ROGERS PARK — Violent rap videos created by suspected gang members and spread on social media are a "technological kerosene" that inflames neighborhood violence among gang members, police said at a community meeting Monday night.
He called the online interactions, oftentimes made within hours of a shooting of a rival gang member, "technological kerosene."
"This sparks a sort of visceral reaction like that," Waldera said to residents. "I absolutely believe, from intelligence sources, that it absolutely played a part in what we had going on here about a month ago."
This year, there have been 12 "shooting incidents," versus seven last year, Waldera said.
"Within hours of a shooting, they’ll be tweeting each other," he said.
Most of the shootings could be attributed to two gang factions "going at it back and forth, back and forth," he said.
Waldera, a veteran of the police department's gang unit, said in the past five to 10 years many of Chicago's gangs have "fractured."
"The gangs no longer have any hierarchy — no leadership whatsoever," he said. "It's the same gang shooting each other."
In the past, police officials have attributed gun violence to a long-standing conflict between two factions of the Gangster Disciples street gang, one with territory on Howard Street and another with territory on Morse Avenue to the south.
Of those injured this year in shootings, three have been killed, including 16-year-old Keno Glass last month and 36-year-old Darnall Gordon a week before in a Howard Street convenience store, which has since been closed by the city.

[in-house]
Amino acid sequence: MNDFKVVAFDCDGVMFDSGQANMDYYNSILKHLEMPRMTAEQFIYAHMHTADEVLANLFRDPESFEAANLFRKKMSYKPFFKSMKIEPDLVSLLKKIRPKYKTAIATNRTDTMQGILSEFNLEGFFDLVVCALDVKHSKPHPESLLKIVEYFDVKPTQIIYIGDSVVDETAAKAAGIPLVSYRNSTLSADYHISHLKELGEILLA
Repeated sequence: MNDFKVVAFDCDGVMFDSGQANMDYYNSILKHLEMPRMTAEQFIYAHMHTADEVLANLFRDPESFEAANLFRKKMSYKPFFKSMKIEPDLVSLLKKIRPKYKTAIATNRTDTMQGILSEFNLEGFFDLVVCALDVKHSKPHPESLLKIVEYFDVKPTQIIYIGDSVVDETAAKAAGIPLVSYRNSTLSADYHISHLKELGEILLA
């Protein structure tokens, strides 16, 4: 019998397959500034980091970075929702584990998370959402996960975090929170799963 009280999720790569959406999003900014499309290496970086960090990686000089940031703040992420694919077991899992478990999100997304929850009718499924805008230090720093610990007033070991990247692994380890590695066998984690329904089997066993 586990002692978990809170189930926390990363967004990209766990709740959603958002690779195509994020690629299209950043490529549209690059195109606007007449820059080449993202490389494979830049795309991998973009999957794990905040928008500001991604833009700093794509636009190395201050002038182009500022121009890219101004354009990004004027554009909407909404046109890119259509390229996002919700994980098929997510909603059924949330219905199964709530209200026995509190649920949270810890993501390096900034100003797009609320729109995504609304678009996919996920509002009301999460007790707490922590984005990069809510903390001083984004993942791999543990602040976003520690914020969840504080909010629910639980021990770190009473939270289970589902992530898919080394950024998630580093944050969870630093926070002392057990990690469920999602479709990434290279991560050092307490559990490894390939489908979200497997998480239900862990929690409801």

In February, 17-year-old Markeyo Carr was gunned down in a Clark Street McDonald's parking lot.
Residents at the meeting not only expressed concern but also a willingness to help stem the violence.
"I’m scared to even go outside," said Brandon Murray, 29, who lives near Howard Street and works with the Howard Area Community Center to stop violence in the community. "People join gangs because they get benefits that they can’t get elsewhere."
Some criticized Moore and the rest of the City Council for being complacent to school closings and the closing of mental health clinics throughout the city.
Moore said North Side organizations, such as Thresholds and Trilogy, have provided even better mental health and social care in recent years.
Waldera said social problems have contributed to the problem, as well as the "no-snitch code" among gang members.
This year, police have confiscated eight guns throughout the district, including two TEC-9 assault pistols with 30-round clips and .44-caliber handguns capable of penetrating officer's bullet-proof vests, he said.
"Those rounds will go through this vest and out the back," he said, calling the firearms "hand cannons."
He said the neighborhood was "making enormous strides" in stopping violence, including a 49 percent drop in major crime since 2012.
But, he said, there was still work to be done.
"Are we there yet? No." he said. "Do we have issues? Yeah, we have issues."
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